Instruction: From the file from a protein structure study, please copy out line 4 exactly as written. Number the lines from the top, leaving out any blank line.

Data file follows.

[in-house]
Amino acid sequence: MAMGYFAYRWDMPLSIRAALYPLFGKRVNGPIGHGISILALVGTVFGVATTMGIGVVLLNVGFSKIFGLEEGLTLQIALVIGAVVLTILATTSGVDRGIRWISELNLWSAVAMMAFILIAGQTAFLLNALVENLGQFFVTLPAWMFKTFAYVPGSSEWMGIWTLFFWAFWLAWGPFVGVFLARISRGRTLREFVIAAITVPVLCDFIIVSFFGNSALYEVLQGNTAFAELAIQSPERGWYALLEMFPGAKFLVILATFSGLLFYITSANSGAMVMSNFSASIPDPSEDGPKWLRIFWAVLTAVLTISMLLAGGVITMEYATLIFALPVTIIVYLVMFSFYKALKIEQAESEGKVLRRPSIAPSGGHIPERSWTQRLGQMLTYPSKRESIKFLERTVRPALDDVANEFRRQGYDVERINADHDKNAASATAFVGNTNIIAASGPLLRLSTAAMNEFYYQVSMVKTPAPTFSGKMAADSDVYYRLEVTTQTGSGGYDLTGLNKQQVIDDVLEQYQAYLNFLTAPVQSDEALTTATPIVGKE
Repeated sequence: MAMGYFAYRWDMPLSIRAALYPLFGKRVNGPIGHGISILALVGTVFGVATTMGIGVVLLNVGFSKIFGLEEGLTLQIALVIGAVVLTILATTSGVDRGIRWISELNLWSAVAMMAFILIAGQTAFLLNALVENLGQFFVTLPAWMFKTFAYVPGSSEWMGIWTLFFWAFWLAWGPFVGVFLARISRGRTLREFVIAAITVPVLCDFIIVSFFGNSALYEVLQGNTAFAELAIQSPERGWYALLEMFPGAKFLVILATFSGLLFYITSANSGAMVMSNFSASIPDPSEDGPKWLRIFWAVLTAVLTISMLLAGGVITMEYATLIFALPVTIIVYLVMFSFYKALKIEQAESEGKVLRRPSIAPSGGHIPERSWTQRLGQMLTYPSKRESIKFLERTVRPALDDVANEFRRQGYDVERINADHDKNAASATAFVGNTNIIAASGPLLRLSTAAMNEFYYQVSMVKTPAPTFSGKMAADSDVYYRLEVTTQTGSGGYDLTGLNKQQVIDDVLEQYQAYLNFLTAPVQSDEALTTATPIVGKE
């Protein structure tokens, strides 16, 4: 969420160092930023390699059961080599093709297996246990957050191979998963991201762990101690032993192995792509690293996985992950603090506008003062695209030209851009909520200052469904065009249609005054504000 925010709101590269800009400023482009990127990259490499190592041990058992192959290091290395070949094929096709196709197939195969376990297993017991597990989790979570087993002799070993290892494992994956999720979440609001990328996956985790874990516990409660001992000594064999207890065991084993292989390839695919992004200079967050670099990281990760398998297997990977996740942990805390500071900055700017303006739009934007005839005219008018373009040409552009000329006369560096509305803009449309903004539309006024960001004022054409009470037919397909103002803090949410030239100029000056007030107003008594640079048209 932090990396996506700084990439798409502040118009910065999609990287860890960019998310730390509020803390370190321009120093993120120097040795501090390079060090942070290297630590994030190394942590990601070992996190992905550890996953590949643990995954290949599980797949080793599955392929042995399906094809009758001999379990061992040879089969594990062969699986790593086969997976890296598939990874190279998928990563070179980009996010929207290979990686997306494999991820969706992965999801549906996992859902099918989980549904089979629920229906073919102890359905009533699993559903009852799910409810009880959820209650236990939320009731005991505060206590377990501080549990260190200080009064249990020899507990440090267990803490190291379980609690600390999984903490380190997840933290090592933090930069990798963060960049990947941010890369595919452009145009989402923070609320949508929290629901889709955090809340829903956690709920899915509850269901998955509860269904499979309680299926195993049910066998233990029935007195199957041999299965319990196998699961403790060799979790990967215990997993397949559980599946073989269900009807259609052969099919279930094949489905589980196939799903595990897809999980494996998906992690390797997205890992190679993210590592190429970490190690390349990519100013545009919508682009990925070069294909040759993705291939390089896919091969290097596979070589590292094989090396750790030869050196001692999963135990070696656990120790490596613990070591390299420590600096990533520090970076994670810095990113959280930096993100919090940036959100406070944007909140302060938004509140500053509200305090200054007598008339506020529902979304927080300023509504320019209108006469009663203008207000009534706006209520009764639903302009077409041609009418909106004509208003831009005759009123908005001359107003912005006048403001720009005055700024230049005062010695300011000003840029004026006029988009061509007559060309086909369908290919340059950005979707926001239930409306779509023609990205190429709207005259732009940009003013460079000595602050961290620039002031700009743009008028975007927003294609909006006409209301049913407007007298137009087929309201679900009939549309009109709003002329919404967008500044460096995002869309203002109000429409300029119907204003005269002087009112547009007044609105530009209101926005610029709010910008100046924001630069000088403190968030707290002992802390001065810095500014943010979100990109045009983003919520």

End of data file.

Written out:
């Protein structure tokens, strides 16, 4: 969420160092930023390699059961080599093709297996246990957050191979998963991201762990101690032993192995792509690293996985992950603090506008003062695209030209851009909520200052469904065009249609005054504000 925010709101590269800009400023482009990127990259490499190592041990058992192959290091290395070949094929096709196709197939195969376990297993017991597990989790979570087993002799070993290892494992994956999720979440609001990328996956985790874990516990409660001992000594064999207890065991084993292989390839695919992004200079967050670099990281990760398998297997990977996740942990805390500071900055700017303006739009934007005839005219008018373009040409552009000329006369560096509305803009449309903004539309006024960001004022054409009470037919397909103002803090949410030239100029000056007030107003008594640079048209 932090990396996506700084990439798409502040118009910065999609990287860890960019998310730390509020803390370190321009120093993120120097040795501090390079060090942070290297630590994030190394942590990601070992996190992905550890996953590949643990995954290949599980797949080793599955392929042995399906094809009758001999379990061992040879089969594990062969699986790593086969997976890296598939990874190279998928990563070179980009996010929207290979990686997306494999991820969706992965999801549906996992859902099918989980549904089979629920229906073919102890359905009533699993559903009852799910409810009880959820209650236990939320009731005991505060206590377990501080549990260190200080009064249990020899507990440090267990803490190291379980609690600390999984903490380190997840933290090592933090930069990798963060960049990947941010890369595919452009145009989402923070609320949508929290629901889709955090809340829903956690709920899915509850269901998955509860269904499979309680299926195993049910066998233990029935007195199957041999299965319990196998699961403790060799979790990967215990997993397949559980599946073989269900009807259609052969099919279930094949489905589980196939799903595990897809999980494996998906992690390797997205890992190679993210590592190429970490190690390349990519100013545009919508682009990925070069294909040759993705291939390089896919091969290097596979070589590292094989090396750790030869050196001692999963135990070696656990120790490596613990070591390299420590600096990533520090970076994670810095990113959280930096993100919090940036959100406070944007909140302060938004509140500053509200305090200054007598008339506020529902979304927080300023509504320019209108006469009663203008207000009534706006209520009764639903302009077409041609009418909106004509208003831009005759009123908005001359107003912005006048403001720009005055700024230049005062010695300011000003840029004026006029988009061509007559060309086909369908290919340059950005979707926001239930409306779509023609990205190429709207005259732009940009003013460079000595602050961290620039002031700009743009008028975007927003294609909006006409209301049913407007007298137009087929309201679900009939549309009109709003002329919404967008500044460096995002869309203002109000429409300029119907204003005269002087009112547009007044609105530009209101926005610029709010910008100046924001630069000088403190968030707290002992802390001065810095500014943010979100990109045009983003919520």